Hello, I'm writing a lab report for a Chem 2 "clock reaction" lab. and have hit a bit of a dillemma.
A quick summary of the lab:
The rate law for the following reaction was determined by doubling the initial concentrations of Hydroxide, iodide, and bromate ions in seperate trials.
the reactions contained a the same moles of thiosulfate ions which consumed the Iodine molecules, and added starch (which makes the solution turn black in the precence of Iodine molecules, so we could visually measure the time it took to reach the "indication point" with a stopwatch. The "indication point" was our method of comparison between the different trials containing different initial concentrations of the reactants.
After this part of the lab, we did more trials with the solution at different temperatures to determine the activation energy of the reaction and the frequency factor. Then we did a trial with a catalyst, which leads to my question.
1. Based on your results for the trial containing the catalyst, how does the catalyst effect the value of the activation energy of this reaction?
(I feel like the wording of this question is misleading).
In the presence of the catalyst, the reaction reached the "indication point" more quickly than the reaction without the catalyst. Therefore, the catalyst must either increase the number of effective collisions or decrease the activation energy. One way a catalyst could speed up a reaction is providing an alternate reaction path that has a lower activation energy, which increases the number of effective collisions of the reactant molecules without affecting the K value of the original, un-catalyzed reaction.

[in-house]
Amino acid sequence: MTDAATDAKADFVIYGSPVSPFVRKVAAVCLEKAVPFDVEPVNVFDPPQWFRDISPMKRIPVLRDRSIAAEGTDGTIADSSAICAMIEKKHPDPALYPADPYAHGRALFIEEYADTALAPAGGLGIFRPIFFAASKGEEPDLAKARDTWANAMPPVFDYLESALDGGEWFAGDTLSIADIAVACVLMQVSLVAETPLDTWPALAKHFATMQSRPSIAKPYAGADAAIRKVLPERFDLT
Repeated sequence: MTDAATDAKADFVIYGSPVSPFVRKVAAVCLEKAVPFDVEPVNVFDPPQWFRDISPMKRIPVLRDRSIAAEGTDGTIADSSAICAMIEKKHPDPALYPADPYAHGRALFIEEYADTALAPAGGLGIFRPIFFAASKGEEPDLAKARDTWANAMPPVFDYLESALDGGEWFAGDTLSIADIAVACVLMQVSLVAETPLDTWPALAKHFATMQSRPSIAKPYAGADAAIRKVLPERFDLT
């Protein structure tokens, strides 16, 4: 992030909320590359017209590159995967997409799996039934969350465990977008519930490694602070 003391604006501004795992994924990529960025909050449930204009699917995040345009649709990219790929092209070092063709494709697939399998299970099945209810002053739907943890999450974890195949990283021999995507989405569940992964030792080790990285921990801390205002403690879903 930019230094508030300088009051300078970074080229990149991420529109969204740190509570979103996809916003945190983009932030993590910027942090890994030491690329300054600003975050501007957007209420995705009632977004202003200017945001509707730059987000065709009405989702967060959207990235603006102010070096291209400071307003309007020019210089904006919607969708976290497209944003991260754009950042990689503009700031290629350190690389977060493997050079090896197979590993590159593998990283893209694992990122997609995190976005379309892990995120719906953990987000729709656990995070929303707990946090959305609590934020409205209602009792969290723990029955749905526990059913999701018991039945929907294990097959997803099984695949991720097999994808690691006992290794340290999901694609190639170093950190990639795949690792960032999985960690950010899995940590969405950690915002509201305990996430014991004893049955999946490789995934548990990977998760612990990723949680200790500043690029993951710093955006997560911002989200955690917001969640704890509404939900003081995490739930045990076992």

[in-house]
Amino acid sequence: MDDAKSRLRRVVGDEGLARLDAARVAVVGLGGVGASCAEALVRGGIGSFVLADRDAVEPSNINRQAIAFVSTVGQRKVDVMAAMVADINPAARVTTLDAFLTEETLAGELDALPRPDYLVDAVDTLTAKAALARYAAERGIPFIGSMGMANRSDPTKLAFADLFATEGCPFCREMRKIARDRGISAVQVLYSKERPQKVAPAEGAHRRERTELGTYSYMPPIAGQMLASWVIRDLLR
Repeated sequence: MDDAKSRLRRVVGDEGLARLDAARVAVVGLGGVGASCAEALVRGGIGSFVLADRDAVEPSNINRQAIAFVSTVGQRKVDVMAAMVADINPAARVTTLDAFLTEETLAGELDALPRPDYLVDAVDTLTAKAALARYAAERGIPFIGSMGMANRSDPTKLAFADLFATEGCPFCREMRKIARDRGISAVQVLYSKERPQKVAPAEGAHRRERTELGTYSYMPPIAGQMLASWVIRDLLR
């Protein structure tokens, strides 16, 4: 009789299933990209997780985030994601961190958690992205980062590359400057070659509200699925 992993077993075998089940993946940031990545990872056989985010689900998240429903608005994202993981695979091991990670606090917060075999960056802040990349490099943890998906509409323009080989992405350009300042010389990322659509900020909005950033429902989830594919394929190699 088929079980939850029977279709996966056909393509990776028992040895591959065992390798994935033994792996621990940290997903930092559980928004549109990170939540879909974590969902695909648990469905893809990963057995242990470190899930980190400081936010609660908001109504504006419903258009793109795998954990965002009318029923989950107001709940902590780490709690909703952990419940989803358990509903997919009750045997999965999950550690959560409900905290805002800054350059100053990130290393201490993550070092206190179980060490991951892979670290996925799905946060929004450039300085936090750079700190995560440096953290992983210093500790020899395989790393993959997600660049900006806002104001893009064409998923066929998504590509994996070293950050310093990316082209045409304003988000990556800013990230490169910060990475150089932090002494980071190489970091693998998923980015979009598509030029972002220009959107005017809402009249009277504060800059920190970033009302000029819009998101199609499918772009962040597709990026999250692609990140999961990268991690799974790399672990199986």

2. What additional experiment could you perform to determine the value of the activation energy for the catalyzed reaction?
a person could run multiple trials of the reaction including the catalyst at various temperatures. Plotting the rate constants in the form of ln (k) as a function of 1/T should allow us to calculate the value of the activation energy from the slope of the resulting line.
3. What is one possible difficulty you would face in performing the experiment that you described in your answer to the previous question? How Beowulf you overcome this difficulty?
A possible difficulty in performing the experiment described could be that the catalyzed reaction happens too quickly, making time measurements inaccurate. a way to relay the "indication point" would be to decrease the molarities of the reactants while keeping the concentration of the thiosulfate the same. Or, one could run the experiment only at low temperatures so that the reaction proceeds more slowly.
Is the answer to my last question acceptable? I can't ignore the feeling that I'm missing an important part of the conclusion. Why would the lab manual ask a question like this? (this is a community college science course btw).